Body Ministry – BT3

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Elders, Bishop-Overseers, and Shepherd-Pastors are the same group functions!

 

 

 

The term “bishop” comes from the Greek noun episcope that commonly means “visitation, investigation, or inspection of troops” (a).  Peter uses it in Acts 1:20 citing Psalms 109:8 in the Greek LXX for “a place of leadership” (NIV), “position of responsibility” (NET), “office” (NASB), “post” (MSG), or “bishopric” (KJV) regarding the replacement of the apostle Judas after he hung himself. Again, the religion of special people, positions, offices, and titles is often seen in many bible translations.  How sad!  The term “bishop” was created in 1800’s Old English for “a senior member of the Christian clergy, typically in charge of a diocese and empowered to confer holy orders.” Another “tradition of men!”  Why is the modern church “borrowing” from the OT when the New Covenant Ways are completely different-in-kind by definition (b) – this is part of The Great Wall quenching the Holy Spirit in the Church. <Notes> a) Luke 19:44, 1 Peter 2:12, b) chadash, kainos: fresh, completely different-in-kind, unprecedented, sharing nothing with its predecessors, unique, and superior.

 

The Greek word episcope can also mean “charge or function of an elder who looks into/over others, thus a superintendent.” The corresponding OT Hebrew pyquddah generally means “visitation, inspection of troops, oversight, custody, or care of” but can also mean “charge over,” even though Brown-Dryer-Brigg suggests in this regard it refers to “charge over one’s possessions.”  The only other place episcope is used is by Paul in 1 Timothy 3:1-2 where he says:  “If a man reaches out for episope he desires a good work.  The episkopos (overseer) must be above reproach, husband of one wife, temperate, self-controlled, respectable, hospitable, apt/skillful in teaching, not a drunkard, not violent but gentle, not quarrelsome, not a lover of money” (a).  We know from 1 Peter 2:25 that the shepherd (b) and episkopos overseer were the same person – caring for the flock by simply sitting on a hill watching over the sheep. <Notes> a) “Lord’s servant … teaching” 2 Timothy 2:24, b) poimen.

 

Regardless of the flawed doctrines of many churches, the overseers are simply “elders (a) . . . above reproach, the husband of one wife, his children believers who are not open to debauchery or insubordination.  For the one who oversees (b) as God’s steward, must be above reproach, not be arrogant, quick-tempered, drunkard, violent, greedy for gain, hospitable, lover of good, self-controlled, upright, holy, and disciplined . . . holding firm to the trustworthy logos gospel message (c) as has been taught, so that he may be able to give alongside-counselling, advising, encouraging, comforting (d) by/with sound/healthy teaching and/coupled to correct/refute the gainsayers (e)” (f). <Notes> a) presbuteros: older in The trusting-relying-Faith b) episkopos, c) logos, d) parakaleo, e) those who speak against the trustworthy message, f) Titus 1:5-9.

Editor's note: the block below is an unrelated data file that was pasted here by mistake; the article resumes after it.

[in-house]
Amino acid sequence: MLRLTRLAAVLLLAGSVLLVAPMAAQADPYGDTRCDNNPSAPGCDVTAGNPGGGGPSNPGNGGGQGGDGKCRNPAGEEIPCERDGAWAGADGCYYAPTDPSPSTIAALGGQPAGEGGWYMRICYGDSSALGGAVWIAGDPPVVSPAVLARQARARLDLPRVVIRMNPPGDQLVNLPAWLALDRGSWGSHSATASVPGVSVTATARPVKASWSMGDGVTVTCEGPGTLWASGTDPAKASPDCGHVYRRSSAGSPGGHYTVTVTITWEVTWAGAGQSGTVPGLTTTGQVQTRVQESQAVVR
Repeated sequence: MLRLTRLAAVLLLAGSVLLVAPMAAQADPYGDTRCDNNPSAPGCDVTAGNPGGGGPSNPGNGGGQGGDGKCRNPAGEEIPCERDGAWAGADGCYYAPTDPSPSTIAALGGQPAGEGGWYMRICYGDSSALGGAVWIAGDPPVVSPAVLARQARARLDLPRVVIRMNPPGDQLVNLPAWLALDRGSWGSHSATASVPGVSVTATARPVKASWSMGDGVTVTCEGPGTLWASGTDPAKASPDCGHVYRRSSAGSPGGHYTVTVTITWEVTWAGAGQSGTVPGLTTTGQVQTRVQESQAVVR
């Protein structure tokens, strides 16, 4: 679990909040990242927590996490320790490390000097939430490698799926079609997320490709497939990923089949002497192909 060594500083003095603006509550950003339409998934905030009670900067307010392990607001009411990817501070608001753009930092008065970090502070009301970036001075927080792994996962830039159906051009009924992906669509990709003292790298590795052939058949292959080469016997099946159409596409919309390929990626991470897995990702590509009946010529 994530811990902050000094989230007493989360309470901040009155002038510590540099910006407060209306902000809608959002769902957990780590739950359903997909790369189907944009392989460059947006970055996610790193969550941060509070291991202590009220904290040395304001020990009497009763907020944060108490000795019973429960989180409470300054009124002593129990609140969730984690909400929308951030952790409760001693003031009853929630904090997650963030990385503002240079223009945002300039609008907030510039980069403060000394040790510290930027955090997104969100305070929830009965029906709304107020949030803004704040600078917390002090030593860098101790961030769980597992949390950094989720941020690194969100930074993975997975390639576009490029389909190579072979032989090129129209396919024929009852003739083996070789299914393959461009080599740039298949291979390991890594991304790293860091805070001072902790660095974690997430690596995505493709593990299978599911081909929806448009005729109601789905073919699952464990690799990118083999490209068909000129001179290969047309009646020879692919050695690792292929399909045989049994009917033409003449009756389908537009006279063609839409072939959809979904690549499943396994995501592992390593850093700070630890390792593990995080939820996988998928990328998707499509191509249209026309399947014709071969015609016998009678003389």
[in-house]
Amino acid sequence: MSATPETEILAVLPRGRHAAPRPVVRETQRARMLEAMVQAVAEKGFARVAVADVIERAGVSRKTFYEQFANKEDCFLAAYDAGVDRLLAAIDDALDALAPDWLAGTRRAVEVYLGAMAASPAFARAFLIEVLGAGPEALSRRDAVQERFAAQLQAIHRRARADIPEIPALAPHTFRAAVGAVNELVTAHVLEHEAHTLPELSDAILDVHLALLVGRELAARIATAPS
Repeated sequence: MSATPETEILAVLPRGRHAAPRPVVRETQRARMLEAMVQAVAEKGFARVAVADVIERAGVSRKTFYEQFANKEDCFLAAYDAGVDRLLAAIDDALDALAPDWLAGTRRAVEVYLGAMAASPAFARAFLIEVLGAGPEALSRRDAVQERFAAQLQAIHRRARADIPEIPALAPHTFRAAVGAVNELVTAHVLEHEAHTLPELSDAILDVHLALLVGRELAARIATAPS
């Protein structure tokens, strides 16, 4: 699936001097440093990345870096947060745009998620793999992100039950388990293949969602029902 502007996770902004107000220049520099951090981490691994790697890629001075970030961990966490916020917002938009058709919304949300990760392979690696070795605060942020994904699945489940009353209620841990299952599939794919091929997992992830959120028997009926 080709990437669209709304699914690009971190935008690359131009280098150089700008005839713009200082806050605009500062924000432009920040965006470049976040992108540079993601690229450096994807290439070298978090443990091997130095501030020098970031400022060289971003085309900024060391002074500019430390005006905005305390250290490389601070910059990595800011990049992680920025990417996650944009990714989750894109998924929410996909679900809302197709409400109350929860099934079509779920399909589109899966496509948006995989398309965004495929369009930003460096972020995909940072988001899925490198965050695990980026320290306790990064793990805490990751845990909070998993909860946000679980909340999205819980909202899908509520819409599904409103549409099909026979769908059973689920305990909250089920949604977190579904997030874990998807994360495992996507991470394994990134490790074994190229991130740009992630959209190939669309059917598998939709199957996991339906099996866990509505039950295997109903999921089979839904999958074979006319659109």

Elders, bishop-overseers, and pastors are the same people!  Acts 20:17-28 tells the “elders (a) of the church of Ephesus who came to him in Miletus . . . Pay careful attention (b) to yourselves and to all the flock, in which the Holy Spirit has made you overseers (d) to shepherd (c) the church of God.” Also 1 Peter 5:1-2 says: “I urge the elders (a) among you, who I am also an elder (a) , . . . shepherd (c) the flock of God among you, overseeing (d), not by constraint but voluntarily, not for gain but willingly” – see Donations page. <Notes> a) presbuteros, b) pros + echo: hold toward/near is a description of overseeing c) poimaino is the common verb form, the noun is used only once of Christians, d) episkopeo: the verb overseeing – Hebrews 12:15.

 

Paul simply divides the Church into 3 groups: “all the saints, bishop-overseers, and deacons” (a).  But as we’ve seen above the “bishop-overseers” are the elders, who are also the shepherds, so Paul could have said “all the saints, bishop-overseers/elders/shepherds, and deacons.”  Paul only “set in front” or “set in place” (b) elders in every church (c), which obviously then are the “bishop-overseers/shepherds!”  This same group Paul describes as:  “God’s servants who are apt/skilled to teach” (d).  They are the “overseers who are apt/skilled to teach” (e) who Paul encourages Christians to “let the elders that keep standing before [you] to maintain care (f) well be counted worthy of double honor, chiefly those laboring wearily by the means of the logos gospel message (g) and/coupled are teaching [it]” (h) – see Donations page.  We also knows from Ephesians 4:11 that the coaching/facilitating function of the poimen shepherd grace-gift to the Church from Christ “for the saints to actually do the work of the ministry so that the Body-of-Christ may be build up” – not the shepherd – in the Greek structure: “tous-the apostles, de-moreover tous-the prophets, de-moreover tous-the evangelists, de-moreover tous-the poimenas-shepherds kai-coupled/also didaskalous-teachers” couples together “moreover the shepherd and/also teacher” all after 1 “de-moreover tous-the” connector phrase, thus meaning “shepherd who is also a teacher” – just as the above passages say.  The modern church has not followed the NT model for church structure at all, that’s because they either don’t know their bible or more likely prefer “the traditions of men.”  <Notes> a) Philippians 1:1, b) histemi or tithemi – see Coaches and Facilitators, c) Titus 1:5; Acts 14:23, d) 2 Timothy 2:24 – see Coaches and Facilitators and Teach One Another, e) 1 Timothy 3:1-2, f) proistemi – see Coaches and Facilitators, g) logos, h) 1 Timothy 5:17.

 

 

 

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